Long Island to Buckhead

Housing itself has no wants or needs – homeowners and designers do, though. Photo by a katz on shutterstock.com

I used to do a lot of house sitting outside the perimeter. I hated it. You always encounter the same pallid cabinets, lacquer countertops and vinyl floors colored like the inside of your eyelids. Gleaming light washes every spot in the place. 

The exteriors may change, but the interiors are consistent. The kitchen reads like a bathroom, and the shaker doors convey nothing at all. I will venture: these houses have no conceit. 

Robert Moses was not born in New York, but it would be where he lived, died and still seems to live in the parkways and asphalt of the city.

When interested parties talk about cities – I am guilty as charged – we offer designers a world-anterior position. They are provident actors, writing scriptures whose truth is revealed in a Whole Foods on tenth, or bike lanes on fifth. 

Moses had a world-anterior idea: Black people and white people should not coexist. His colleagues suggest he designed the Upper Eastside from this notion. He imagined highways reaching out towards sprawling bayside suburbs, dotted with secluded houses filled by white people under grey mansard roofs. 

Atlanta’s population density, despite the city’s growth, is sparser today than in 1940. 60% of the city is zoned for single-family dwellings, with the northside almost exclusively zoned as such.

Buckhead is like Long Island in that way: remote archipelagos built up, outside and away from the city. Atlanta and New York are like sprawling grids, designed for the sovereignty of single families floating around in automobiles between connected dots making up boxes impenetrable by the buses, trains and wandering pedestrians. 

I would like to daydream well enough to make designers into authors of living space. I would like to feel something transcendent when walking through the Virginia Highlands. The experience is more immediate, though; as is design.

I would like to believe homes not yet flensed inside and out by the uniformity of gentrification have some great idea bound up in them – though this seems like a paltry religion. Then again, I am not a designer.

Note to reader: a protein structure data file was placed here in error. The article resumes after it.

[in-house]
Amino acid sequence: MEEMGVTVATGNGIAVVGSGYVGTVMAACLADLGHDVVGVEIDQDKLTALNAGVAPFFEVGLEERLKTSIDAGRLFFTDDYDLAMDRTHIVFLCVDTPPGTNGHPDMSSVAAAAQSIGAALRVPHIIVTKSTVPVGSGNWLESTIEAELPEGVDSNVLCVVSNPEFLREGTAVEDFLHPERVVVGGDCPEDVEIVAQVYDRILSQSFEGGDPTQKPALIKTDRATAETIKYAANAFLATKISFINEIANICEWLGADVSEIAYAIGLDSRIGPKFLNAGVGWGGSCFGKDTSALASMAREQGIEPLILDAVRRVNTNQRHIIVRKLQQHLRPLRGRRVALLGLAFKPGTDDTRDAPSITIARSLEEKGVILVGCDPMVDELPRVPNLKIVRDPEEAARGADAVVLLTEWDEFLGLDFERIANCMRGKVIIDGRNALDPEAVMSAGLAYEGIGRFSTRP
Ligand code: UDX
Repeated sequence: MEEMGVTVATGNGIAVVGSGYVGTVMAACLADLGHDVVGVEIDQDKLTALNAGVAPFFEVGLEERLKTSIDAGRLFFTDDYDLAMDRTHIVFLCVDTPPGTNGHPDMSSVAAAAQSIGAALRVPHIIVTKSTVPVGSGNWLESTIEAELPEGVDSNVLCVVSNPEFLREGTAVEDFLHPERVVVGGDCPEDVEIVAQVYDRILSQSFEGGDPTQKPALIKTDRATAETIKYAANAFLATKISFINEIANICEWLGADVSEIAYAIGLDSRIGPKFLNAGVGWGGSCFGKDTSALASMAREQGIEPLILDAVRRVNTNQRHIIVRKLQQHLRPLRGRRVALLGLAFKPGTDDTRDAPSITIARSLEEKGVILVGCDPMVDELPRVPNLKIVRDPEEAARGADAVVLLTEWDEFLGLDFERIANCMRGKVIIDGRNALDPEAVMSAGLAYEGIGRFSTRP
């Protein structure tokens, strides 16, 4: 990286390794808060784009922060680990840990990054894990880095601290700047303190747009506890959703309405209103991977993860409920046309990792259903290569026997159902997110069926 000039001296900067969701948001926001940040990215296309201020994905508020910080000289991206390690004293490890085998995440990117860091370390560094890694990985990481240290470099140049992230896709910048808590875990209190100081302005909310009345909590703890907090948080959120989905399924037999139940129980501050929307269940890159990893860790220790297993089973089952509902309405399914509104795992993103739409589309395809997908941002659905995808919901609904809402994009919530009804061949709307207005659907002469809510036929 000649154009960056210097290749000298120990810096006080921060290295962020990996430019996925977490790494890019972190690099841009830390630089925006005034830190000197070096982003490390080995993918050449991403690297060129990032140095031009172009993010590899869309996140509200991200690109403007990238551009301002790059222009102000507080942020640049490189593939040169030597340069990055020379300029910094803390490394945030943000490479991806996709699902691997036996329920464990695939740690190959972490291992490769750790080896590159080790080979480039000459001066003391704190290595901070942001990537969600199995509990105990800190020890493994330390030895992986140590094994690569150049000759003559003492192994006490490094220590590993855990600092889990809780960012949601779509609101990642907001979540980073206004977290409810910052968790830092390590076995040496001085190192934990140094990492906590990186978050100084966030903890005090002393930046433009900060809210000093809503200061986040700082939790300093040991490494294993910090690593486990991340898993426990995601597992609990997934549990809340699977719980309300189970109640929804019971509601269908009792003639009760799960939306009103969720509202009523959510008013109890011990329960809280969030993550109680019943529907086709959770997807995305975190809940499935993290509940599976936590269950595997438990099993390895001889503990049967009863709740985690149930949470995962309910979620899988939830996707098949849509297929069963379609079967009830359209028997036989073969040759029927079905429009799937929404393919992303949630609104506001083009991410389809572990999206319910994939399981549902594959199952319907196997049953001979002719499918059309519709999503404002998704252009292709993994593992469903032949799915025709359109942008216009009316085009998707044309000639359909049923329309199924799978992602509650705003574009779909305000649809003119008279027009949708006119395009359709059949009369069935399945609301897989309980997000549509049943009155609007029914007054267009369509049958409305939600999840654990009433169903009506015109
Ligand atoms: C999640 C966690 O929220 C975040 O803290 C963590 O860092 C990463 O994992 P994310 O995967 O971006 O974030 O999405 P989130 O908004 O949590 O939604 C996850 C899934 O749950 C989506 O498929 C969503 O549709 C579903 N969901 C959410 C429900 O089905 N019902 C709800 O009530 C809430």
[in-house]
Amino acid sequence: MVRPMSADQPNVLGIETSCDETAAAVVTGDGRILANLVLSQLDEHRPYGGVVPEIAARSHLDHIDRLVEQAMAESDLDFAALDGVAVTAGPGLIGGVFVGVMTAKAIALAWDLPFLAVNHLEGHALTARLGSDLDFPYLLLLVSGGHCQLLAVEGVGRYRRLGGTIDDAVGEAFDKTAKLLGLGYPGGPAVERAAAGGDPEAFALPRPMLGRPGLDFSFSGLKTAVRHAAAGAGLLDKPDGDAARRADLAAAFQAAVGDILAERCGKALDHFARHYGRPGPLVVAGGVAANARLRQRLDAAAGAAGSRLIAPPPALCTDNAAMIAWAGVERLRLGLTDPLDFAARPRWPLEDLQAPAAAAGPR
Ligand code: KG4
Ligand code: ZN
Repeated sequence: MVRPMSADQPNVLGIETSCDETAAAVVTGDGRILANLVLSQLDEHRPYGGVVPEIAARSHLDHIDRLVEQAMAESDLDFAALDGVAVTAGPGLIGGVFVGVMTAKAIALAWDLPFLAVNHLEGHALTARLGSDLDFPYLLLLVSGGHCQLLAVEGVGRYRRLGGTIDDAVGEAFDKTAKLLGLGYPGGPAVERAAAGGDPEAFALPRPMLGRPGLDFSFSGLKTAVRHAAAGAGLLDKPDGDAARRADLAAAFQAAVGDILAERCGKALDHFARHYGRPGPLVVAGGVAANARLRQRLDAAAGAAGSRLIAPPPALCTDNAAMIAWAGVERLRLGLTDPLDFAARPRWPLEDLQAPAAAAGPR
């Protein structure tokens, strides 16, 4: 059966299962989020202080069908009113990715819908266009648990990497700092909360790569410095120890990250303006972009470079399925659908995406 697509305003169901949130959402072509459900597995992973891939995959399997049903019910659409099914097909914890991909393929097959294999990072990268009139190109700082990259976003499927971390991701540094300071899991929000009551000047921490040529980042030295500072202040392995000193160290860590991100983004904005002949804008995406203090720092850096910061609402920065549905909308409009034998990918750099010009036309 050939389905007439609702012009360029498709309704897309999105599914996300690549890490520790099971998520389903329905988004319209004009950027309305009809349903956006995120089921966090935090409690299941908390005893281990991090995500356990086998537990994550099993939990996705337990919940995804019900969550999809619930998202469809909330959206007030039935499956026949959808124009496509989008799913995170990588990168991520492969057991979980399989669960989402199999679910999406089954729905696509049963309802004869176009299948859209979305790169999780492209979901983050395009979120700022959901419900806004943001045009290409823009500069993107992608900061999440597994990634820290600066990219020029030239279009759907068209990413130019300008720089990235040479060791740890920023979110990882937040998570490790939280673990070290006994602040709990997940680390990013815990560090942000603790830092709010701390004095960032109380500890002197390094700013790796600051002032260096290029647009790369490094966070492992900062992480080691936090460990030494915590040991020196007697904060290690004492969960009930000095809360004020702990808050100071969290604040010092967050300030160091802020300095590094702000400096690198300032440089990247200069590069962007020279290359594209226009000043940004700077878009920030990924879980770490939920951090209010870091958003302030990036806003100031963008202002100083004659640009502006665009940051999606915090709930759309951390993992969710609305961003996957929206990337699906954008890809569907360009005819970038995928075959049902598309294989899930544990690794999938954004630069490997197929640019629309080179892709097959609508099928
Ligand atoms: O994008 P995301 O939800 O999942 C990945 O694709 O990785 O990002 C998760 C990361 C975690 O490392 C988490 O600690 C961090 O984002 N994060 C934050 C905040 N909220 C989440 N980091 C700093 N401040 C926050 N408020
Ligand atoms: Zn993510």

The New Yorker’s Calvin Trillin wrote of John White, a black man in a white New York suburb. White’s son, Aaron, was an unwelcome guest at a party in 2006.

Partygoers allege it was due to the meaningless intricacies of high school drama. His attorneys would allege it was due to the very potent intricacies of him being black at a white party.

Aaron was confronted by similarly unwelcome guests at the foot of his driveway that evening. Later upended in court, a rumor had circulated, claiming that Aaron threatened to rape a guest at the party. 

His peers from some eight hours earlier were there to kill him. His father shoots and kills one of them instead.

Trillin handles the particularities of the evening better than I might; I am unconcerned with John and Aaron White themselves, as such. I am concerned with Talmadge Woods.

Like most involved (however indirectly) in the mechanisms of politics, one fact drives designers: they map neighborhoods to sell them. On some level, all designers write their scriptures with an unwavering idea – the market.

Moses holds the privileged position of being remembered, however dubiously. The cosmos of designers and stakeholders and development firms and joint ventures shuffling between dots and boxes on the Upper East Side – between pallid, paneled halls and lacquer desks outside the Atlanta perimeter; they do not share a spot in our memory.

The world will probably remember John White – I cannot say the same for Talmadge Woods. 

The concept Moses would have intended to build up inextricably from the city, born in the concrete boulevards, was as much a daydream as our naming him “Master Builder.” Black and white people do not live on separate sides of New York because of some monomaniacal idea laid out by one single man – segregation is more practical.

The cosmos of city planning built up Atlanta and New York the same as any other city with a housing market – with the intention of sale for profit, a constant circulation of land and bricks on the open market. We would be giving undue credit to designers were we to make them the divine agents of racism. 

Culture should not reward Moses and the illustrators of Buckhead with a level of grandeur – they do not deserve the satisfaction of scorn. The backend of their functions is the financial advisors, the khaki-clad envoys to city councilmembers who make their ideas feasible. The Homeowners’ Associations, the quieter Klansmen with alarm systems and Ring doorbells, were the real-world correlates of the designers’ imaginations. 

John White received sympathy because he was among the Long Island constituency, the Buckhead constituency. He owned a home and was willing to kill for his home. John White, in turn, went to jail because he was Black, and Talmadge Woods was a white neighborhood, and the dead kid was a white kid. White faces sell homes – the choices were practical and without meditative design.

I will probably house sit again. I will drive out to the hilltops above the meandering streets, and I will resign myself to the starkly bright kernels of those homes, away from the windows and the doorbells and the whole spectacle outside. 

There is no excellent idea bound up in any home, as far as I can tell. A house is ugly, and a market has no story but its immediate practice, and I mostly hate housesitting because no symbolic reading is needed. There is no prying at a subterranean idea, mystified by design – the whole ordeal is quite plain: these neighborhoods are for white people.